In the Loop

April 26, 2009

In The Loop

The war in Iraq is (was, to a lot of people these days) one of those events that has caused so much outrage and righteous anger you wouldn’t have expected Hollywood to fail so miserably to ride the zeitgeist of anti-war sentiment.  Several films were all released directly addressing the subject, and all were mediocre-to-just plain awful, as well as being complete box office no-shows.  The Star-Power vehicles like Lions for Lambs were talky and dull, Stop-Loss was muddled at best, and In the Valley of Elah was just horrendous (the ending still makes me shiver with disgust).   They all suffered from the same self-importance, which basically meant if you didn’t agree with the war, you might nod along and say ‘right on’ even if the depths of the conflict weren’t being explored.  If you did agree with the war, you probably left the cinema (if you went at all) by writing it off as the Hollywood Liberal Wank you knew it was going to be.  Both sides were right, and none were entertained.  Indeed, the best drama America has produced that explicitly addressed the war wasn’t a film at all, but rather the HBO miniseries Generation Kill, which wasn’t sentimental or preachy at all (indeed, it sometimes skirted the edge of being too objective).  I would venture further to say that the most gut-wrenching and affecting Iraq war parallel that was addressed was by the television series Battlestar Galactica, in which the humans were occupied by the cylons and our beloved characters moved to enact a regime of suicide-bombing to keep up resistance, weeding out the so-called ‘collaborators’ in the process.  Perhaps, like Vietnam, it will take some years of distance for Hollywood to create some brilliant and moving pieces on the subject, but in the age of high-speed communication and short attention spans, they already risk the possibility of seeming outmoded, or “soo three years ago, daaahhling.”

In come the Brits, who have not only managed to make one of the best comedies of the year, but probably the best film about the Iraq war debacle yet.  In the Loop is the feature directorial debut of UK comedy stalwart Armando Iannucci, who is responsible for some of the best comedy of the last fifteen years.  This film is a ‘cousin’ to his BBC series The Thick of It, a comedy about the press officers of the Prime Minister as well as the opposition party (think The West Wing only without idealism and with a lot of swearing).  The only major character to return (and feature prominently) is Malcolm Tucker (Peter Capaldi), the Prime Minister’s senior press officer/spin doctor.  Many of the actors from the show return as well, but generally as different characters.  These include Chris Addison, who plays Toby, a young aide, and Olivia Poulet, here playing Suzie, Toby’s girlfriend and another low-level staffer.  Toby has just started working under the young MP Simon Foster (Tom Hollander), whose larger role is that of the Secretary of State for International Development.  The plot begins as Foster flubs an interview where he declares the seemingly innocuous statement “War is unforeseeable”, incurring the wrath of Tucker and the interest of visiting Pentagon officials.  Pressed further by journalists, Foster later states that sometimes countries must “climb the mountain of conflict”, and it’s not long before U.S. politicians hankering for a war in the Middle East seize the phrase as their new slogan.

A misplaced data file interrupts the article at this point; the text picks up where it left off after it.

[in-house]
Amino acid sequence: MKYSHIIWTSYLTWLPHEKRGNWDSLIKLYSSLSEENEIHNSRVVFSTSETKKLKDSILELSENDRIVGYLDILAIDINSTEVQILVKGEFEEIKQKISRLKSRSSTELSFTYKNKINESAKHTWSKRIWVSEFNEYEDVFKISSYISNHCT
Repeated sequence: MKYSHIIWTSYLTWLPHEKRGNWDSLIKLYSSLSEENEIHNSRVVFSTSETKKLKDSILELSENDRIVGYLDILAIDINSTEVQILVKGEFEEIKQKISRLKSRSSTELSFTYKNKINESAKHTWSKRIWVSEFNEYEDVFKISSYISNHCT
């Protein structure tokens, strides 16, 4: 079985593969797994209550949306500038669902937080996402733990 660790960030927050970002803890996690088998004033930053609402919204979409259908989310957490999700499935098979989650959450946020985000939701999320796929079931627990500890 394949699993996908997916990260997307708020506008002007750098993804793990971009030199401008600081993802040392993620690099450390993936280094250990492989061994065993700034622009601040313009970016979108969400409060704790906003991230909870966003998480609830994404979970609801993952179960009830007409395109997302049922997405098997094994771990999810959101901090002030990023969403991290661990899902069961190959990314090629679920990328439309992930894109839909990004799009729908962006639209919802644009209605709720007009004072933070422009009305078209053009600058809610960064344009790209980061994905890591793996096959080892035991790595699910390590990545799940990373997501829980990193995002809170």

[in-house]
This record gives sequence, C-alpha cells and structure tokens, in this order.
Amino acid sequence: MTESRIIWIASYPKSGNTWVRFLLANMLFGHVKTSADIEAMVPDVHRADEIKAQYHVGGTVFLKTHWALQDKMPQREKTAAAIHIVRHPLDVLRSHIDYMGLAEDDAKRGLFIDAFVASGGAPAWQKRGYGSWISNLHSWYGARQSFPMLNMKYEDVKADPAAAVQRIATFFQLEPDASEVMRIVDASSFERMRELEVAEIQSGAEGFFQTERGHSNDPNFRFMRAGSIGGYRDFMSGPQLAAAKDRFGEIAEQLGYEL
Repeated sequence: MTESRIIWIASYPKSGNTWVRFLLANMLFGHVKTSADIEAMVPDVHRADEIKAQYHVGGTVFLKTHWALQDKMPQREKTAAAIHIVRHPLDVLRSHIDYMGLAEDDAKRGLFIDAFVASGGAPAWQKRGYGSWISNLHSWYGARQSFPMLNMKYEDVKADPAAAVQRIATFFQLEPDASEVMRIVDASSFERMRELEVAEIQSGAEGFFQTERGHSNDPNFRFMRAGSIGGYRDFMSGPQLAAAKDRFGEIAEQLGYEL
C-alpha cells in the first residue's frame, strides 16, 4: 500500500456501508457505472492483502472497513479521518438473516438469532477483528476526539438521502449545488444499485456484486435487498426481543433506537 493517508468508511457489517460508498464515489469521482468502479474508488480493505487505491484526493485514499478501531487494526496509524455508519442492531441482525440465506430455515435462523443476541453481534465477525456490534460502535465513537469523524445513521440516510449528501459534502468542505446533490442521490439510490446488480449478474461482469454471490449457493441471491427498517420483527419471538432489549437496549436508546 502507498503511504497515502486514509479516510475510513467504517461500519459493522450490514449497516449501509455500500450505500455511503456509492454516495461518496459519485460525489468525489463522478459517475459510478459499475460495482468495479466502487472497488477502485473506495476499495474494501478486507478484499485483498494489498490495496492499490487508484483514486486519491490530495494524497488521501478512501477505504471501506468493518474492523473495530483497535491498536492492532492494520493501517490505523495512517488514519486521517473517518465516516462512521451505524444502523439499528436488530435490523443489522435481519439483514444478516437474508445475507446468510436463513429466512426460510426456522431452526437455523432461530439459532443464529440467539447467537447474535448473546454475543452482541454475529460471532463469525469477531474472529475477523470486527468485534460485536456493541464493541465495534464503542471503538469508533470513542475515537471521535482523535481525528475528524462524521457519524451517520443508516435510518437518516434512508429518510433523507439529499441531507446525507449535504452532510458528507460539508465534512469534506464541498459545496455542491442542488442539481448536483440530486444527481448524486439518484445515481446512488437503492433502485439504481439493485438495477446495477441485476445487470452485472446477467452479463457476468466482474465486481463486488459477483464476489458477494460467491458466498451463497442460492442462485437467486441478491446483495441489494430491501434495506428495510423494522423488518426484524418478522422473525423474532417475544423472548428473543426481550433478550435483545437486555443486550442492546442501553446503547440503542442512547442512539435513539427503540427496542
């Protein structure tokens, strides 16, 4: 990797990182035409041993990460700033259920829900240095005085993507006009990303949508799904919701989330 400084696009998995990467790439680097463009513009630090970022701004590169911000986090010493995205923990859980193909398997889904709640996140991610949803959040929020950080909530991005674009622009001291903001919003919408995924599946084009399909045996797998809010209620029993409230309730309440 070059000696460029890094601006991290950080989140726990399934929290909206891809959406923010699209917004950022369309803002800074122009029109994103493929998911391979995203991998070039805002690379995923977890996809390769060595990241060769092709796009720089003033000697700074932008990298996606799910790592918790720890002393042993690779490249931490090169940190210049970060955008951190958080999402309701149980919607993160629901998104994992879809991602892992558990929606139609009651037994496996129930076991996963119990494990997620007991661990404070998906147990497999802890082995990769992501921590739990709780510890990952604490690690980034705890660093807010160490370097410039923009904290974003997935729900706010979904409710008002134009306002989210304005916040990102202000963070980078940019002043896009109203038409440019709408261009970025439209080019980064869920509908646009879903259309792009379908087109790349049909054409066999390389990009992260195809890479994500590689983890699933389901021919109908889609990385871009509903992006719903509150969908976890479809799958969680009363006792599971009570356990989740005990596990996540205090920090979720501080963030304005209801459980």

The film moves from Britain to Washington back to Britain and finally to New York, and along the way the cast expands to include a dovish American General (James Gandolfini) who is nervous about the prospect of war that would be far more difficult than the politicians realize, a hawkish U.S. Senator who leads a war committee, a young aide who has written a damning paper on the post-war situation (Anna Chlumsky), and even a constituent of Foster’s who is having a bit of trouble with a shaky stone wall (Steve Coogan).  The way the film folds all of these characters and their seemingly inconsequential actions together into a confluence of events that brings nations to the brink of war is inspired, and any more details on the plot is best left to be experienced for yourself.